Deed in Lieu vs. Short Sale Credit Damage
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Originally Posted On: https://www.dohardmoney.com/deed-in-lieu-vs-short-sale-credit-damage/
I’m sure I don’t have to tell you how stressful financial hardships can be. If you’ve come across this article, it’s most likely not for a little light reading – you need answers, and you need them soon. You may be considering a deed in lieu, short sale, or foreclosure to help get your head above water. But what are the repercussions of these options to your credit report? Which is less likely to make the least amount of damage to your credit, a short sale or deed in lieu?
The answer is that they both will affect your credit score in similar ways. You should expect negative marks in the “on-time payments” section of your credit report, as banks will only begin to consider these options once you’re behind on your mortgage. However, late payments are easier to recover from than a foreclosure on your credit history, so it’s worth the effort to go for either a deed in lieu or a short sale.
While they affect your credit score similarly, the way they work is much different. Let’s discuss what each of these real estate terms means and what you should do to protect yourself from any losses the bank may look to recoup.
What is a Deed in Lieu of Foreclosure?
“Deed in Lieu” is a fancy-sounding term, isn’t it? All this means is that you, as the buyer, are giving the bank your home. This happens when you cannot make payments on your mortgage due to financial hardships. It isn’t automatic; you have to ask the bank if they’ll consider a deed in lieu instead of going through foreclosure.
It seems like a long shot, but your bank may be more interested than you think. Going through the foreclosure process is a headache for both the homeowner and the lender. If the bank can save themselves the time, money, and effort a foreclosure takes by simply taking over the property now, they might be willing to cut their losses and do just that.
What is a Short Sale?
A short sale works differently than a deed in lieu. With a short sale, you as the homeowner are most likely working with an agent to find someone to buy your home. This is also due to financial hardship and keeps foreclosure off of your credit history.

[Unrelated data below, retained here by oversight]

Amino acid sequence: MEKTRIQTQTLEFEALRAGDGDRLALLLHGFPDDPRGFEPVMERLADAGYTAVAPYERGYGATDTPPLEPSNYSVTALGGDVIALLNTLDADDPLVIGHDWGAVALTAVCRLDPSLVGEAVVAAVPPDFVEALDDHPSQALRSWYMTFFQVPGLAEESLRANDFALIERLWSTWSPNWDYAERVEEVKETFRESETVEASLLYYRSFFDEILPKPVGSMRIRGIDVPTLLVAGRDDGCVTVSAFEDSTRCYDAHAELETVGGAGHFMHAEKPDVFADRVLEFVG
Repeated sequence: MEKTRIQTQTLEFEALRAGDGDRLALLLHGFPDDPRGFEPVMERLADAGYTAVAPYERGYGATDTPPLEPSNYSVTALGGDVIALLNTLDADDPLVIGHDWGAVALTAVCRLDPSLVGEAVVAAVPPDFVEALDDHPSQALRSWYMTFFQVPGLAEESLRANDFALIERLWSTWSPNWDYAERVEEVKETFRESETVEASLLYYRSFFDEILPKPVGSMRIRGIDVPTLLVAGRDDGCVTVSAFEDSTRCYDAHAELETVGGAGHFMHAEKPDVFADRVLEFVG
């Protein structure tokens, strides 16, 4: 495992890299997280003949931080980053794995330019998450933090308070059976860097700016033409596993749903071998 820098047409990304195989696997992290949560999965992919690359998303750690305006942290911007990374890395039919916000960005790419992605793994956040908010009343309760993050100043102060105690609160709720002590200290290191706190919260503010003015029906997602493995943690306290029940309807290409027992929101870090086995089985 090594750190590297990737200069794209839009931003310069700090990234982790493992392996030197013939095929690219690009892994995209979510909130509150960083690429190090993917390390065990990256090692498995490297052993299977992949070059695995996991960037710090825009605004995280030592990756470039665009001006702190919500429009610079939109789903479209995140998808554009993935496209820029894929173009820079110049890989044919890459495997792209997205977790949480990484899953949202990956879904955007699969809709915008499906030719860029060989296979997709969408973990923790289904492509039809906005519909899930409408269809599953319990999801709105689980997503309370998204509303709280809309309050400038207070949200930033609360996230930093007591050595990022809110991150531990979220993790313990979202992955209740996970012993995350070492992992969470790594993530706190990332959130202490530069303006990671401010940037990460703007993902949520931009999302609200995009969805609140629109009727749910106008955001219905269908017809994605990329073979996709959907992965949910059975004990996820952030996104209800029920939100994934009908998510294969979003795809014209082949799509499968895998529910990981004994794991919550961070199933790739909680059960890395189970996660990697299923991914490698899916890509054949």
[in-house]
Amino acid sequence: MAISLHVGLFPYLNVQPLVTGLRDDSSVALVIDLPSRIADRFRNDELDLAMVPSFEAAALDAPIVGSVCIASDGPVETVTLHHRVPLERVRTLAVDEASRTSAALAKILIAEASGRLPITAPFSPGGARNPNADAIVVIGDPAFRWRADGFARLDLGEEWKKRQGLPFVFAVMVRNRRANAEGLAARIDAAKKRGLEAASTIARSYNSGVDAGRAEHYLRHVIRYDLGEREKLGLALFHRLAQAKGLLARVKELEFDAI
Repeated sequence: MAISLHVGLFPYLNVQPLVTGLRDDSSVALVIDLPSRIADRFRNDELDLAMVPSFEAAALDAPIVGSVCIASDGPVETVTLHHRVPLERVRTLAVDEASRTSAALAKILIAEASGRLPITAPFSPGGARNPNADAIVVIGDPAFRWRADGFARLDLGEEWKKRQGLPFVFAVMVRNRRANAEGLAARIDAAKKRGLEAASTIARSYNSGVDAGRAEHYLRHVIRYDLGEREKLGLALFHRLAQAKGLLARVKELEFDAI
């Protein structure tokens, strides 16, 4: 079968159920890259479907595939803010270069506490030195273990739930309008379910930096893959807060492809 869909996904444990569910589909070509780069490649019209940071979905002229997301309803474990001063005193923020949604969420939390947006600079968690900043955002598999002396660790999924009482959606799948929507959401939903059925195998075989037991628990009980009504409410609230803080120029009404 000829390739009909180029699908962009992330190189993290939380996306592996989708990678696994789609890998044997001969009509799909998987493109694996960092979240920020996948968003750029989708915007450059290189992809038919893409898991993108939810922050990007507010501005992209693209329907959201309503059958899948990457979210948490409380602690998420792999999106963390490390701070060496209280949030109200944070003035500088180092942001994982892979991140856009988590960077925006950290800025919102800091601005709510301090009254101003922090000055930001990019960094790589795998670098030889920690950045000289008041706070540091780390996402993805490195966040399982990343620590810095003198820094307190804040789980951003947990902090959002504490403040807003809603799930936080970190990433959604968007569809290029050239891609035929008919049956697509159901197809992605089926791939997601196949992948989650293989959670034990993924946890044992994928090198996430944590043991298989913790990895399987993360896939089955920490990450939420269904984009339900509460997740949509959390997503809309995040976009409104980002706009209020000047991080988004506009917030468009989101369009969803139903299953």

With a short sale, the buyer will often pay less than what’s owed to the bank. They’ll also need to be approved by your lender; you can’t just tell them, “Sorry, I can’t make payments anymore. John Smith owns the place now, so deal with him. See you later!”
That said, a bank may consider a short sale due to how easy you’ve made it for them. Instead of having to go through the foreclosure headache, carrying the cost to maintain the home, and get it sold, you’ve already lined up a buyer ready to sign a purchase contract today. A short sale removes the extra burden a lender would have by cutting their losses and starting with a new buyer now rather than accruing more costs to find another buyer later.
Deed in Lieu vs. Short Sale Credit Damage
Whether you try to go through a short sale or deed in lieu, you should expect to see a hit to your credit score. However, either option is much better than having a foreclosure show up on your credit report.
Two things need to be made explicitly clear regarding both short sales and deeds in lieu. Make sure you understand these two terms and have them made clear in your legal documents so that you’re not haunted by a home you no longer occupy.
Deficiency Judgement – If your lender takes a loss through either method and receives a deficiency judgment from the courts, they can go after you for the difference.